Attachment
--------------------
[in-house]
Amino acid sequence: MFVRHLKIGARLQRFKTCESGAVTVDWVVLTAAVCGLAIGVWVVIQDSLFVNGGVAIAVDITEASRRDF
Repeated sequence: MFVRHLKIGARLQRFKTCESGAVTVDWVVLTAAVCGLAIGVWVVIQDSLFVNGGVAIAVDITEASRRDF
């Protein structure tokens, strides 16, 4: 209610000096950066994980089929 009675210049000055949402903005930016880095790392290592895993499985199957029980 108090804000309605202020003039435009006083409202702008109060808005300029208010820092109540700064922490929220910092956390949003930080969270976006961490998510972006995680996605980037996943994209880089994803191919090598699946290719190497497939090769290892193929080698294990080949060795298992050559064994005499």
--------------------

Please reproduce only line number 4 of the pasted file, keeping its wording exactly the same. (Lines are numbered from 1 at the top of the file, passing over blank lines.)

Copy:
């Protein structure tokens, strides 16, 4: 209610000096950066994980089929 009675210049000055949402903005930016880095790392290592895993499985199957029980 108090804000309605202020003039435009006083409202702008109060808005300029208010820092109540700064922490929220910092956390949003930080969270976006961490998510972006995680996605980037996943994209880089994803191919090598699946290719190497497939090769290892193929080698294990080949060795298992050559064994005499």